What if Buma/Stemra cannot detect which music is being used somewhere, but still money has been collected for its use?
We often know exactly which songs have been used and how to distribute the money we have collected. We know this either because the music user informs us, or because we automatically recognize the music on radio/TV or the Internet.
To determine how many times which music is used on national radio and television, Buma/Stemra has used the audio fingerprint technology since 2005. The principle of audio fingerprinting is applied, among others, to all national public and commercial radio and television stations.
And if it’s not clear which songs were used and how we have to distribute the money we have collected?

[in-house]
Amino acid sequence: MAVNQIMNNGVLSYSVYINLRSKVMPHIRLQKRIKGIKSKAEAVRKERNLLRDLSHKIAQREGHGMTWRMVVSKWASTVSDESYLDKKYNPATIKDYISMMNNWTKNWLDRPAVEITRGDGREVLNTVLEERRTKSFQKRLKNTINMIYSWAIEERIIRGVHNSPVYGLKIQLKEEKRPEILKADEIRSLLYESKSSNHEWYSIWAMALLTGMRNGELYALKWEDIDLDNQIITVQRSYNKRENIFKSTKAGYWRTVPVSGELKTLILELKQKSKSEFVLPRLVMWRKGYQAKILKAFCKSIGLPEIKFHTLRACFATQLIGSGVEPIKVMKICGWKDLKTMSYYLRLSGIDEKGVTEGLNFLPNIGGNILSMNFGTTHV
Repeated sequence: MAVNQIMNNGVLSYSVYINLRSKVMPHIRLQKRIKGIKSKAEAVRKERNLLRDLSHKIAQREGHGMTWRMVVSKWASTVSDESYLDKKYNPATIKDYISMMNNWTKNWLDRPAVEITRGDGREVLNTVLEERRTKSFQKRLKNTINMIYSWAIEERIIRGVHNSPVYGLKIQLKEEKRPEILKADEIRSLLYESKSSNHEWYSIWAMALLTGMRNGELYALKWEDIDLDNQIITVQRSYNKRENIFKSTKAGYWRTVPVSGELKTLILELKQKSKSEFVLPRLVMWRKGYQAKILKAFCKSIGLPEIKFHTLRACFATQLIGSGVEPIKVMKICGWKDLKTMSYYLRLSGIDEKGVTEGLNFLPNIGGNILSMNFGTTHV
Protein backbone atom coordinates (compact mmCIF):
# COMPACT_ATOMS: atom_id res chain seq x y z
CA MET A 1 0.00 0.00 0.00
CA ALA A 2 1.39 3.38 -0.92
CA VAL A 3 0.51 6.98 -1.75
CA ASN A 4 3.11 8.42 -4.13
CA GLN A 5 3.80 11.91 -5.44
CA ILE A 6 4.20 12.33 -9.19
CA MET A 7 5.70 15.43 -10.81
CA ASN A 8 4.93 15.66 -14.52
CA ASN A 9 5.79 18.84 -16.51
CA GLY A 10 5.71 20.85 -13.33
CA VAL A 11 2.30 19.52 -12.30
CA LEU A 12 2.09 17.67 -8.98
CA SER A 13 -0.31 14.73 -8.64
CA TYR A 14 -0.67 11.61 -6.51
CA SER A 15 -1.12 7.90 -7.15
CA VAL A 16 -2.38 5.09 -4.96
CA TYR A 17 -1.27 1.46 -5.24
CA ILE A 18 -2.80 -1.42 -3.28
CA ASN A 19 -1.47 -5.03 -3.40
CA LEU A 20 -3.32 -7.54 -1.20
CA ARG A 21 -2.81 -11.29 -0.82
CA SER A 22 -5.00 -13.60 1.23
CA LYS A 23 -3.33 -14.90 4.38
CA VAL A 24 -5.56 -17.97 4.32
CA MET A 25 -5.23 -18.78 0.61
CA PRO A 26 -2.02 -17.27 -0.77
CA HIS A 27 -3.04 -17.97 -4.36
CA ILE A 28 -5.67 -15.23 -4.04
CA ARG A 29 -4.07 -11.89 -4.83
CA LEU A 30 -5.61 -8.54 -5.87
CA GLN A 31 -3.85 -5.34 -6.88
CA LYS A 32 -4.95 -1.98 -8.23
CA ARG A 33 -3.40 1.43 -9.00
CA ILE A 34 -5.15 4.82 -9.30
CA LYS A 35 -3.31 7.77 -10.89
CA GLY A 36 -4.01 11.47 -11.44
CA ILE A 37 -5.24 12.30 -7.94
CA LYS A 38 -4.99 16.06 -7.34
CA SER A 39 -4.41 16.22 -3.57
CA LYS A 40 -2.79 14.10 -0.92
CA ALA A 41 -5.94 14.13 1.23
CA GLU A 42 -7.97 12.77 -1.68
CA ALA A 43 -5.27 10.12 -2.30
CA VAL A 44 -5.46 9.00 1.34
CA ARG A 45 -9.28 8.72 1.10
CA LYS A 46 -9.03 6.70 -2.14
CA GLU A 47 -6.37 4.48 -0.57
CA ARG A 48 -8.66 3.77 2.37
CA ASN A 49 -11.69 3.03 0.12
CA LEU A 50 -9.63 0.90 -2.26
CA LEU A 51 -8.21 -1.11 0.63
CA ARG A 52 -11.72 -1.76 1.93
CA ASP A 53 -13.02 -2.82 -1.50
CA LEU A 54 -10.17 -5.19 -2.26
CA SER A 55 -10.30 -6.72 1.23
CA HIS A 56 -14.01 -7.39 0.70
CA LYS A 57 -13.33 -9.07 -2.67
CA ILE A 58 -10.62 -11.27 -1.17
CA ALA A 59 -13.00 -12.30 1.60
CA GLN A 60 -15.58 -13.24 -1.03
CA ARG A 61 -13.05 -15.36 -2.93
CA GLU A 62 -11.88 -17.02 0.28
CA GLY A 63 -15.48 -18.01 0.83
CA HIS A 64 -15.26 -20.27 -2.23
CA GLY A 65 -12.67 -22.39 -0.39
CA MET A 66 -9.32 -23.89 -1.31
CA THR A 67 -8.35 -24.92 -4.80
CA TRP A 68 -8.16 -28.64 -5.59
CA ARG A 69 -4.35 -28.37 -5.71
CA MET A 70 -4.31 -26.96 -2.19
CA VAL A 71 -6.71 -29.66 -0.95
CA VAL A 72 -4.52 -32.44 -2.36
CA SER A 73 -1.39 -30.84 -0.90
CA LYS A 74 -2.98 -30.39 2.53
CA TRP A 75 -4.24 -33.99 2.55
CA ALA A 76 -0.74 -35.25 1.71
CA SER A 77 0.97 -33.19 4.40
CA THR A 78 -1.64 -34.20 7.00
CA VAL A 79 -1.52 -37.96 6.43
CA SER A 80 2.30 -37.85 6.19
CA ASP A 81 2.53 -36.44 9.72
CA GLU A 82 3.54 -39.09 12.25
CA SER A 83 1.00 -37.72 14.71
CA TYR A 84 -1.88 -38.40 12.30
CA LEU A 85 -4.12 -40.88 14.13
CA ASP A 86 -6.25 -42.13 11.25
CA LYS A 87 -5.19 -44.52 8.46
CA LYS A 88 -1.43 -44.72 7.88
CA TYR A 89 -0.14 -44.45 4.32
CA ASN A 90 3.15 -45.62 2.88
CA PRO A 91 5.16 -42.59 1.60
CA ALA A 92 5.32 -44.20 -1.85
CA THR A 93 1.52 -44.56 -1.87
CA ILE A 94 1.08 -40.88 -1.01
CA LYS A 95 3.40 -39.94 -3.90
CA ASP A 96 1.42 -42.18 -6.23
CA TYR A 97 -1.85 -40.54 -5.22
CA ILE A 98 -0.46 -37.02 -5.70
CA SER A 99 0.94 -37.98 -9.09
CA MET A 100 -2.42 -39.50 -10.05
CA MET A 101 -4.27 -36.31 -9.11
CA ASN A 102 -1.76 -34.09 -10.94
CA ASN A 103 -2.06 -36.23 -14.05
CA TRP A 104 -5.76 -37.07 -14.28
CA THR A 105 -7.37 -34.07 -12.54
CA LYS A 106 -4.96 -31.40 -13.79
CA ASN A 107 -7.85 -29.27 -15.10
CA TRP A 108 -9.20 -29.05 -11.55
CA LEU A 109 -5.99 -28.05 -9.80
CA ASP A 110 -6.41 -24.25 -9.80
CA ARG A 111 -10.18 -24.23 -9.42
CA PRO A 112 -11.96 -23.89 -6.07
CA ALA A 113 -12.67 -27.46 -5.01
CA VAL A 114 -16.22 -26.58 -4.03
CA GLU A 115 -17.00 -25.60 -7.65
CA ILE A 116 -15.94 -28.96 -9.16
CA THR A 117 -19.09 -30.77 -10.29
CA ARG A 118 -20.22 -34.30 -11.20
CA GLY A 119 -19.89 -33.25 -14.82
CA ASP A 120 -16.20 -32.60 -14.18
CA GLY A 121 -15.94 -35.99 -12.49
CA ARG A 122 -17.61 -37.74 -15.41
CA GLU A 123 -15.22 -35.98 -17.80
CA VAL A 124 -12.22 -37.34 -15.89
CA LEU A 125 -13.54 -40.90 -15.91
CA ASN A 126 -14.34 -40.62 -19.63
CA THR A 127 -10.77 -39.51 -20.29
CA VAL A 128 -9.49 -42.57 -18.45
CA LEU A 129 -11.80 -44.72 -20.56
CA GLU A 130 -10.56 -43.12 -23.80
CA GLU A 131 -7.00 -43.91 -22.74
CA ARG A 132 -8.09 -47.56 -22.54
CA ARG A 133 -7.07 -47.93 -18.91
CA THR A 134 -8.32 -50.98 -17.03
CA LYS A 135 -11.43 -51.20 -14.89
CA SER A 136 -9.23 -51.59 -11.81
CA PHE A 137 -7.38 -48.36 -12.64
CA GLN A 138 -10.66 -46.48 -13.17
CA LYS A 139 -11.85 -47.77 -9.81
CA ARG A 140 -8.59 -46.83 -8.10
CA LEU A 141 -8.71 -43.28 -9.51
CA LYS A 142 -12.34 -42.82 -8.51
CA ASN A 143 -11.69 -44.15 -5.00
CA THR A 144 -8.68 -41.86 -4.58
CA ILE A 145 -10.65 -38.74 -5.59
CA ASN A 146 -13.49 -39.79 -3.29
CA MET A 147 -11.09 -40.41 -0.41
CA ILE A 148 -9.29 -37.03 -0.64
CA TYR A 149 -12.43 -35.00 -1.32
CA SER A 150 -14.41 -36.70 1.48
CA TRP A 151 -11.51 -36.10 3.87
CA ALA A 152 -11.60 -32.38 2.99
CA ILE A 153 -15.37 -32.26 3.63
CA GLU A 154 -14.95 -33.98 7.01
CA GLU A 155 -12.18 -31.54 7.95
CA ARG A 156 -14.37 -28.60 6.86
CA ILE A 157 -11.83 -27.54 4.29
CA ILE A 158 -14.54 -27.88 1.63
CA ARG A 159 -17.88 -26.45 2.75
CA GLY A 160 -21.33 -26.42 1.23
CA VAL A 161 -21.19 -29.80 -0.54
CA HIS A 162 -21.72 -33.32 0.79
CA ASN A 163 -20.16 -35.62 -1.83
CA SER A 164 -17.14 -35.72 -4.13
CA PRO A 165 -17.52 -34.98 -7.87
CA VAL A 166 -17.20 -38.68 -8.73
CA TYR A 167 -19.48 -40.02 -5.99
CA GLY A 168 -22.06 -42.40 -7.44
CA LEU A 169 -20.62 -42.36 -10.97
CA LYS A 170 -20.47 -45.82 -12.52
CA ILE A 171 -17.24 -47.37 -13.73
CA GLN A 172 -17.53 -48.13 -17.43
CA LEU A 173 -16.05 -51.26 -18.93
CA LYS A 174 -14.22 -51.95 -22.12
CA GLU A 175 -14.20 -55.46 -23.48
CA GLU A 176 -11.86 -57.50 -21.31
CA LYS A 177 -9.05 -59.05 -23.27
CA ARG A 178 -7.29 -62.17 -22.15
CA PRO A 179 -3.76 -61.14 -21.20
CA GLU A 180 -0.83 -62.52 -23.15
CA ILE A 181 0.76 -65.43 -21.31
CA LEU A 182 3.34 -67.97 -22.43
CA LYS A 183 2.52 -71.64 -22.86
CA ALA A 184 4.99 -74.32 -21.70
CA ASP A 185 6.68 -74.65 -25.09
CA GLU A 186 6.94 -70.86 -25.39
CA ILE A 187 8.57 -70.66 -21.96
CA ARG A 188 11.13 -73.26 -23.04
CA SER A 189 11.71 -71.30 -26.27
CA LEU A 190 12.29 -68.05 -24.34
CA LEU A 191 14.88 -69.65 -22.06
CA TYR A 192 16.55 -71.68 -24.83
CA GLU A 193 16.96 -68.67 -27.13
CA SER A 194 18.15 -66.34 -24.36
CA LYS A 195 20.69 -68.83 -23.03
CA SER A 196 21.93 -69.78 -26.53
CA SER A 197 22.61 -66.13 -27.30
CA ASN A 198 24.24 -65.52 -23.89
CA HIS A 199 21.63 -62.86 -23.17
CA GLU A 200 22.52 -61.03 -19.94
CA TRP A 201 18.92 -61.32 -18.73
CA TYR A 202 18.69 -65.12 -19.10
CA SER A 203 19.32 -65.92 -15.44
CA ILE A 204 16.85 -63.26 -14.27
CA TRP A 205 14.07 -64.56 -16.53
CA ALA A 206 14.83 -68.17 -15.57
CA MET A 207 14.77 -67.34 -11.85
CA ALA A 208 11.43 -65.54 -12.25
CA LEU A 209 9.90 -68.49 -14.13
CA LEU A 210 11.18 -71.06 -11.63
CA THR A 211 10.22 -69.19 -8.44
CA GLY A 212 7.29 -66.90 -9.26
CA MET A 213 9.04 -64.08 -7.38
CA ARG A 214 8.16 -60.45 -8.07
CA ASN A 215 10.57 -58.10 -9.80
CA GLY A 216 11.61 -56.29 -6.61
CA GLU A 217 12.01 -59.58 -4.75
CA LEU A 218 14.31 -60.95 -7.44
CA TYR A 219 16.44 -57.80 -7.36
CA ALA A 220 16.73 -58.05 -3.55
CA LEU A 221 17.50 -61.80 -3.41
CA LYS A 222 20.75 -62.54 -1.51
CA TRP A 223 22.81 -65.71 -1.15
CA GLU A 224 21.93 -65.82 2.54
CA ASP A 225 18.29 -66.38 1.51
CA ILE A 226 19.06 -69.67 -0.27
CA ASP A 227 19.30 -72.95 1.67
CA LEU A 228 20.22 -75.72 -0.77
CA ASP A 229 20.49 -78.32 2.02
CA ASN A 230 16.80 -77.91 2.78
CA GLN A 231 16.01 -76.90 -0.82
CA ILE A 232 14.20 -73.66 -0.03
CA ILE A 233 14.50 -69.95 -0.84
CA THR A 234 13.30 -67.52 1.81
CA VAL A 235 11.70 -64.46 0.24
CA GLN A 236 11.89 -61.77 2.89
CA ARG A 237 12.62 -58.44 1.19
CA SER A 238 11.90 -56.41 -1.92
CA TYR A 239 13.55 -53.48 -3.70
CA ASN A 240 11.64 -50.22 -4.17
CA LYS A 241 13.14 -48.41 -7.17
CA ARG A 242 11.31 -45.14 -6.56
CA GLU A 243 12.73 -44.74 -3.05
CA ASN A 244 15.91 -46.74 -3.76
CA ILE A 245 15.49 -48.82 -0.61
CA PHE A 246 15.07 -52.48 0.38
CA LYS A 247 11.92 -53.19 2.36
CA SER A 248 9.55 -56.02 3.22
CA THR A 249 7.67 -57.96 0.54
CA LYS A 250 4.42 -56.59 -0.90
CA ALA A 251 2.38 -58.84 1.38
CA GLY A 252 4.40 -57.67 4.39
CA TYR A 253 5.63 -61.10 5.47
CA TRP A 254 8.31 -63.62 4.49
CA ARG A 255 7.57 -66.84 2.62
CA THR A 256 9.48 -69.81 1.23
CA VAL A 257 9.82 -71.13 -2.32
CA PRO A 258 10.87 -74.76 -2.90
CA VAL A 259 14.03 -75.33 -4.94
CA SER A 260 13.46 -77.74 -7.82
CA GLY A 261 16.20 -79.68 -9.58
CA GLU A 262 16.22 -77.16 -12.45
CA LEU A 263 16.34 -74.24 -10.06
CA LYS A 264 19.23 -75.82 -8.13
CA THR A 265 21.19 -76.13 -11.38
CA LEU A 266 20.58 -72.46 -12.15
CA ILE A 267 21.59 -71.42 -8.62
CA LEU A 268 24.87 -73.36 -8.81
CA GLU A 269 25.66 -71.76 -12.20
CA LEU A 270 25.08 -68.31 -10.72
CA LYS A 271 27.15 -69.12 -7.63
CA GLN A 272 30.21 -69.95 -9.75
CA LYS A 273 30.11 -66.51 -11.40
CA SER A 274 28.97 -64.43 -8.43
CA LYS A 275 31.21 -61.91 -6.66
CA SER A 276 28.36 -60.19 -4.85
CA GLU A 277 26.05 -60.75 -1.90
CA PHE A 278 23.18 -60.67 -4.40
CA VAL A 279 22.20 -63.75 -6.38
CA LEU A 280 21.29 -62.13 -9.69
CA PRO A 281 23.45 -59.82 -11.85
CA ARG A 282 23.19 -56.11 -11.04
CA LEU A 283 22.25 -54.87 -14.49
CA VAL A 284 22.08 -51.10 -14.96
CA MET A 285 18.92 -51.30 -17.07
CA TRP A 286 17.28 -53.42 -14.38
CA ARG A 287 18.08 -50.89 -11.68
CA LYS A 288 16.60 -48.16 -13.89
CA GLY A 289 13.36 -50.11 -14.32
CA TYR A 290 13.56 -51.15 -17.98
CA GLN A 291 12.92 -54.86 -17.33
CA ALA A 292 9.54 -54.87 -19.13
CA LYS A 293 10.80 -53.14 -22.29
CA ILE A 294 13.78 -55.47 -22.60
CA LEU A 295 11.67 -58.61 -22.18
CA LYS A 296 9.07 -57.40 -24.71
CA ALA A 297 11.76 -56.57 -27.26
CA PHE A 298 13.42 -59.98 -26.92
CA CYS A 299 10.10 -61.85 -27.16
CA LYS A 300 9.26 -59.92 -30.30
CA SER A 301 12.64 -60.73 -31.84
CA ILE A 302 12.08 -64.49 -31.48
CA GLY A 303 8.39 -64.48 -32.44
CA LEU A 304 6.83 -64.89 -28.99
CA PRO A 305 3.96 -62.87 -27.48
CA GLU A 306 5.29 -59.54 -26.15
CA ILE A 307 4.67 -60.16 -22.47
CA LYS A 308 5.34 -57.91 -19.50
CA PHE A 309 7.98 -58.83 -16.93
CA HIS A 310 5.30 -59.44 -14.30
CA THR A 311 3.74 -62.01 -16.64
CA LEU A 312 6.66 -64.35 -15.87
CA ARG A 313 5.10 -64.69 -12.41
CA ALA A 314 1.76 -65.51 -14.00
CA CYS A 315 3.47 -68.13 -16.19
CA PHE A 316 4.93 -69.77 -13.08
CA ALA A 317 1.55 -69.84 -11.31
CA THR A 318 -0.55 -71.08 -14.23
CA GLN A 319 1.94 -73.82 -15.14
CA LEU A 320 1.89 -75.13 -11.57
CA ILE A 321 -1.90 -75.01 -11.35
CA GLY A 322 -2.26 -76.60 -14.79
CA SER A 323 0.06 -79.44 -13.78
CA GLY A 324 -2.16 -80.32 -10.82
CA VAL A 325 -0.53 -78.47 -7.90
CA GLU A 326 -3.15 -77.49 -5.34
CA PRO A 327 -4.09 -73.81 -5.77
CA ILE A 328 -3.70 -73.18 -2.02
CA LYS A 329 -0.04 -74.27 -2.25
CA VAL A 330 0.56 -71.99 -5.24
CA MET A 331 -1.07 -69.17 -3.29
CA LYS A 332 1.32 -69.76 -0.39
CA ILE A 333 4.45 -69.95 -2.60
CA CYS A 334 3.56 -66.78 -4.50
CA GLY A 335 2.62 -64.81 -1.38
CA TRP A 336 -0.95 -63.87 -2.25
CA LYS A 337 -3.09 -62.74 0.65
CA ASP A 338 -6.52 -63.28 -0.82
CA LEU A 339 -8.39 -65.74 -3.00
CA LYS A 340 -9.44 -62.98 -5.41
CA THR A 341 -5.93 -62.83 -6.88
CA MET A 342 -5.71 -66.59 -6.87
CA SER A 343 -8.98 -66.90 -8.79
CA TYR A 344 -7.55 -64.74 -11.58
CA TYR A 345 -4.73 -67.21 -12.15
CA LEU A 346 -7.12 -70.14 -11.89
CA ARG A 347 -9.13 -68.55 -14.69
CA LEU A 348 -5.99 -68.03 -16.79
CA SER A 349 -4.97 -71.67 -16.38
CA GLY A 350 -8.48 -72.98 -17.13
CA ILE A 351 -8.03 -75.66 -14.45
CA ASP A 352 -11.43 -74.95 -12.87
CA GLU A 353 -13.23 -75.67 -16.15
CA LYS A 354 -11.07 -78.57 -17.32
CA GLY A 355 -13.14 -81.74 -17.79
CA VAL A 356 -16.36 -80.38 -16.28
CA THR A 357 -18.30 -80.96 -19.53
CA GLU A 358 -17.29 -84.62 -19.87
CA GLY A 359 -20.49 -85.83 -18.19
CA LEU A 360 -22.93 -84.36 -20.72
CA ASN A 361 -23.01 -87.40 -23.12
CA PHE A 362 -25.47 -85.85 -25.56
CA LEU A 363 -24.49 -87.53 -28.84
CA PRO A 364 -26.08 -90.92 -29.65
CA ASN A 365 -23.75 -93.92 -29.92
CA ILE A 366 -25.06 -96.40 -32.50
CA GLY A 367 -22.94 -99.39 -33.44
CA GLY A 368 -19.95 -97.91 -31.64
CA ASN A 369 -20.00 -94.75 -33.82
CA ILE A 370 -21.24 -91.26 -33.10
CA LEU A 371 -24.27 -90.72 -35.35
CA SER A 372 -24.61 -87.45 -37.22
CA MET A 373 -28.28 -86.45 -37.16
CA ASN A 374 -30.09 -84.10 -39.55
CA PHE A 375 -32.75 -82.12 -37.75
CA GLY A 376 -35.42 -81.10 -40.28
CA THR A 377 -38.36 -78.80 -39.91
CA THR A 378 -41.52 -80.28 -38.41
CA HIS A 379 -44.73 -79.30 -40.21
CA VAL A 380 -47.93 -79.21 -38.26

Then we know the category of the music for which the fee was collected through the type of music user. A restaurant for example, falls into the category of ‘horeca’ (bars & restaurants). For them, it is an impossible task to register every piece of music that is played. We investigate the type of songs that are played in the ‘horeca’ industry using random samples and we thereby define a reference repertoire. When we receive money from a restaurant, we divide that money between the songs in the ‘horeca’ reference repertoire, and then between the rightholders of musical works within this reference repertoire.